In Eastern Styria, landscapes are transformed into fertile gardens. Traditions are valued side by side with a practised openness to new things. Trails are blazed in harmony with nature. Quality counts, and that takes time. What is gently refined pleases the palate.
When you immerse yourself in Eastern Styria, you realise the magic lies in a carefully maintained balance. Landscapes where nature is the yardstick: Ancient fruit varieties, meadows with a rich diversity of species, fields rich in humus and lush, green pastures are a feast for the eyes. In their diversity, the landscapes of Eastern Styria form a magnificent whole. Welcome to Austria’s garden.
Stories of the country and its people come alive. In the ApfelLand, the Abakus men celebrate a mystic apple cult. The heritage “Hirschbirne” pear variety puts down roots in the valley of pears, the best grape varieties ripen on the sunny slopes of the Ringkogel in the Hartbergerland and the woolly pig is happy. Finding such experiences is part of Eastern Styria’s charm. The people who live here love what has been entrusted to them. They appreciate the beauty of the landscape and value the diversity. Preserving it is dear to their heart.
Diversity in virtually all respects in a region as small as Eastern Styria is unique: It ranges from alpine cattle and mountain lamb to honey, cheese, pears and apples. From alpine pastures and peaks to valleys, lakes and downtown areas.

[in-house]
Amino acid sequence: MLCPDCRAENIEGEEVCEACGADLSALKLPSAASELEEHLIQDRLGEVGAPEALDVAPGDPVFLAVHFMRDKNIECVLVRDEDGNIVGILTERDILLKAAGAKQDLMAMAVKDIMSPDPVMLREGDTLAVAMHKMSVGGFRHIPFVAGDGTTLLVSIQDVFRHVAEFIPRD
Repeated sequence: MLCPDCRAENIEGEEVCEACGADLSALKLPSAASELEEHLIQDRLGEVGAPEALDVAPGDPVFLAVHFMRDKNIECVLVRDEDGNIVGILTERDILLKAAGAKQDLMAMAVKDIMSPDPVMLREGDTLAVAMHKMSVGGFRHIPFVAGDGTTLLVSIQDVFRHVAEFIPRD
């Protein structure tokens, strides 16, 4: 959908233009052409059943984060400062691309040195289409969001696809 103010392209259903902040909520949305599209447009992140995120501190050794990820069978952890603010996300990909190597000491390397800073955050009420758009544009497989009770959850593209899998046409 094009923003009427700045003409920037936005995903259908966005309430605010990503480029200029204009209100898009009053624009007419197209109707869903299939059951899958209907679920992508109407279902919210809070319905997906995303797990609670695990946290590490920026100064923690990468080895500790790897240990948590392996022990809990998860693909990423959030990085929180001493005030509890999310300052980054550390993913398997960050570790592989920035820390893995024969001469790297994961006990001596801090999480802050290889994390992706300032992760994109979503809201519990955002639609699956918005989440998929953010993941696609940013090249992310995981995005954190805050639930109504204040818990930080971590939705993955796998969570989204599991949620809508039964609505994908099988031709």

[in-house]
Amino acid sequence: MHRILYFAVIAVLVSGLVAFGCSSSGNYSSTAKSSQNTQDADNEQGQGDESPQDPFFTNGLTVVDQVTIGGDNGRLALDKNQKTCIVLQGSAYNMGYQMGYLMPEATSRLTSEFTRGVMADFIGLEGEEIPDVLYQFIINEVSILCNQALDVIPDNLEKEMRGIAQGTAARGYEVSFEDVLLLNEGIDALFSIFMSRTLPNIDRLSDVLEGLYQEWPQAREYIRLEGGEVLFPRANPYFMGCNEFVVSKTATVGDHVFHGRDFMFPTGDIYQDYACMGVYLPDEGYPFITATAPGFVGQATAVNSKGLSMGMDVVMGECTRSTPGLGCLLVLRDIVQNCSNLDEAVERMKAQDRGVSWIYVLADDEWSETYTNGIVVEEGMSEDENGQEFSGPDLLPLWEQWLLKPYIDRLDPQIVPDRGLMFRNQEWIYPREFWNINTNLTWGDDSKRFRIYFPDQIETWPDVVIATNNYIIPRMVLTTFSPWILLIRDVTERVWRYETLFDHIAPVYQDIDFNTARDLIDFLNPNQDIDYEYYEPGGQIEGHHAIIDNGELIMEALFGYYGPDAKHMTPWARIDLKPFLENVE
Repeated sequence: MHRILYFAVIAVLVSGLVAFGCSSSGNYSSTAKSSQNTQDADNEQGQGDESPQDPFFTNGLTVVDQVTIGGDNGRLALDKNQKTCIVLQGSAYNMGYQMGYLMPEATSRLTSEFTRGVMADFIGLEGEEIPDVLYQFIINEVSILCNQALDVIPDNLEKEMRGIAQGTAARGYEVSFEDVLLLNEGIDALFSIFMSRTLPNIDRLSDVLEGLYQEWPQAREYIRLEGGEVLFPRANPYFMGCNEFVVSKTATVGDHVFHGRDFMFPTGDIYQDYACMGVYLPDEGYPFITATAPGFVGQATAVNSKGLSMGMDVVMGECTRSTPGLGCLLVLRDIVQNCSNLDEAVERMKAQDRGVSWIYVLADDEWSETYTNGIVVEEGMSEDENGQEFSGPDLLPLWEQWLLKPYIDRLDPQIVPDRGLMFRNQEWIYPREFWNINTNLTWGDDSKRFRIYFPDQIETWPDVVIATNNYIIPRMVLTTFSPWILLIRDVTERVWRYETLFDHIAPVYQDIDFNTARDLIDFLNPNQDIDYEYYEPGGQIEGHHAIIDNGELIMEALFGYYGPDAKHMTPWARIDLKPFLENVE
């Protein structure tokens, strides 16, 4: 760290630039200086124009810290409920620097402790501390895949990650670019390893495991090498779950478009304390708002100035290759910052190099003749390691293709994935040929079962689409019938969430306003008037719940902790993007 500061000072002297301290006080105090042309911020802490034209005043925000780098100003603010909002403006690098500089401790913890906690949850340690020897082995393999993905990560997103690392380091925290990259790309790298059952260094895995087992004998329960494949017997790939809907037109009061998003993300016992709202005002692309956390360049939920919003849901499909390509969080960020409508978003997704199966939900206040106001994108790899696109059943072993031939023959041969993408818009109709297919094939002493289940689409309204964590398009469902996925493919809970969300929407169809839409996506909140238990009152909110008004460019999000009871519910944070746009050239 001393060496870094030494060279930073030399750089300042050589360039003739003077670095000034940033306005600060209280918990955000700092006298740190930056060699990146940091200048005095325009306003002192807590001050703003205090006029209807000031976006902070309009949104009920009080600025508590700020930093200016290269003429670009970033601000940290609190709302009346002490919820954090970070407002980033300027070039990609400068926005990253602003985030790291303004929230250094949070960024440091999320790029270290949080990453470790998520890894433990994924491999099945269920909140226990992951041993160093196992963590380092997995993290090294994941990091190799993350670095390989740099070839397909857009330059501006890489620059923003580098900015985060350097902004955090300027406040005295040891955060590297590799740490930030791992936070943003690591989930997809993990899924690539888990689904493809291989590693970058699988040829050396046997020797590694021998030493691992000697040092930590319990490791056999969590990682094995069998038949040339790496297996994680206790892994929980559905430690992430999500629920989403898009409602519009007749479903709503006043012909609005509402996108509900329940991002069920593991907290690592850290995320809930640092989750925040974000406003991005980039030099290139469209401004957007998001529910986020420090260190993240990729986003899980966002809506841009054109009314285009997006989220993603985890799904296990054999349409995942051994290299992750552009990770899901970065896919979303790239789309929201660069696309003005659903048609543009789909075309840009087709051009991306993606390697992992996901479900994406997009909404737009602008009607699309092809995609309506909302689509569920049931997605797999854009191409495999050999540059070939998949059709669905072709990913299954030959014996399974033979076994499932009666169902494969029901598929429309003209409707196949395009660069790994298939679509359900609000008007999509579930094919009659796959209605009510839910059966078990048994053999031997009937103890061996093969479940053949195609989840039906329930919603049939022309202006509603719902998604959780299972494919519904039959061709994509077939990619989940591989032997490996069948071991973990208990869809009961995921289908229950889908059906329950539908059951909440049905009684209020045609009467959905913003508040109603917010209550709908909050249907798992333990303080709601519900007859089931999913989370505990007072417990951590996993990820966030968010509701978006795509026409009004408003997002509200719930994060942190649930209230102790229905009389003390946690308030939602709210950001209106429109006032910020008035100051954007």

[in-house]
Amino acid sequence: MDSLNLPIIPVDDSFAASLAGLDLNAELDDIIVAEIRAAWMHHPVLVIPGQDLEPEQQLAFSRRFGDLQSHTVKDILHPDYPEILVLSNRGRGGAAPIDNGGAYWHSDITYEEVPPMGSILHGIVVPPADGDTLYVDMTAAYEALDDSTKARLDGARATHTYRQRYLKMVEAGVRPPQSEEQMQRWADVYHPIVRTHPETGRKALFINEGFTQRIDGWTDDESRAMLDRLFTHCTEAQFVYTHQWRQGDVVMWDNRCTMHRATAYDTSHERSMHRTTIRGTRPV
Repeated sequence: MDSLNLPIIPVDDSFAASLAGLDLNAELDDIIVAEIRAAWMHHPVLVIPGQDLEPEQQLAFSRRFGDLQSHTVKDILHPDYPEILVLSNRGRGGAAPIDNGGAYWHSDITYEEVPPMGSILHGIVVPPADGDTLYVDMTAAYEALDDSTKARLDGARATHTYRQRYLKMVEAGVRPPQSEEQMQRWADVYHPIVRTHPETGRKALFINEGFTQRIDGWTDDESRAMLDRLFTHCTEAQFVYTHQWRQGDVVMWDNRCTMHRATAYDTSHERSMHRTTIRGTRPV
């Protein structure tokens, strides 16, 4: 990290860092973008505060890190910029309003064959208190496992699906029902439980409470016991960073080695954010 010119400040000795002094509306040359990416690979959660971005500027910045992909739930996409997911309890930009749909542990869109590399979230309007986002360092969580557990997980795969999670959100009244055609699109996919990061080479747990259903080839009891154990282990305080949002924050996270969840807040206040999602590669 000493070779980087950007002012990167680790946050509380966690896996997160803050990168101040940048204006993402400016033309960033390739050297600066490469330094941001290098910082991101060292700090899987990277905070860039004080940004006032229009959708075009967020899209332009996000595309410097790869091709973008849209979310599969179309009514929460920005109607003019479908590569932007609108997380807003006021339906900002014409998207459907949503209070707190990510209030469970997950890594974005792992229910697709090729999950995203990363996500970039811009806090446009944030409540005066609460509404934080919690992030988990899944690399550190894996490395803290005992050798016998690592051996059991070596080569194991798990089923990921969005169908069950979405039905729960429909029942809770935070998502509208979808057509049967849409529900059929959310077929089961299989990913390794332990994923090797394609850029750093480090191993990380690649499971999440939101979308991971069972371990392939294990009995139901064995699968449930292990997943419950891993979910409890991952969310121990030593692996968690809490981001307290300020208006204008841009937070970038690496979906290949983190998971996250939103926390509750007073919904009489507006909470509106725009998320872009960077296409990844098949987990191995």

Explore Eastern Styria and its landscaped gardens by taking a hike along a burbling brook, enjoying a swimming lake or relaxing over a cup of coffee in a romantic old town atmosphere.
What could be more beautiful than a garden bursting with fruit. The ApfelLand is a single vast orchard. When everything blooms in the spring, the apple and cherry blossoms display their most beautiful side.
Directly behind the Rabenwald, just one valley over, is the Pöllauer Tal Nature Park with its meadow orchards of ancient fruit trees. The “Hirschbirne” pear, which has become rare, has been growing here for generations. Thanks to its special aroma, it was accepted into the Slow Food ark of flavour. “Pöllauer Hirschbirne” has been a protected indication of origin since 2015.
Alpine pastures are cultivated landscapes, used and shaped by animals and humans through agriculture, often over many centuries. Two alpine regions in Eastern Styria present special types of gentle alpine landscaped gardens: From the Tyrnauer Alm to the Teichalm, from the Sommeralm to the Brandlucken, 125 alpine pastures form the “Almenland Nature Park”, Europe’s largest contiguous and farmed alpine region. Around 3000 cows, calves, oxen, sheep and horses graze the alpine pastures between June and September, making a valuable contribution to their maintenance.
The Joglland-Waldheimat region is located between the Wechsel mountain range, Rabenwaldkogel and Masenberg. This is where Peter Rosegger, known for his distinctive literary descriptions of this country, was born. The legend of how the Joglland got its name shows that it is not just a precious piece of nature in the form of a vast alpine garden with a unique wealth of plants and animals, but also an ancient cultivated landscape.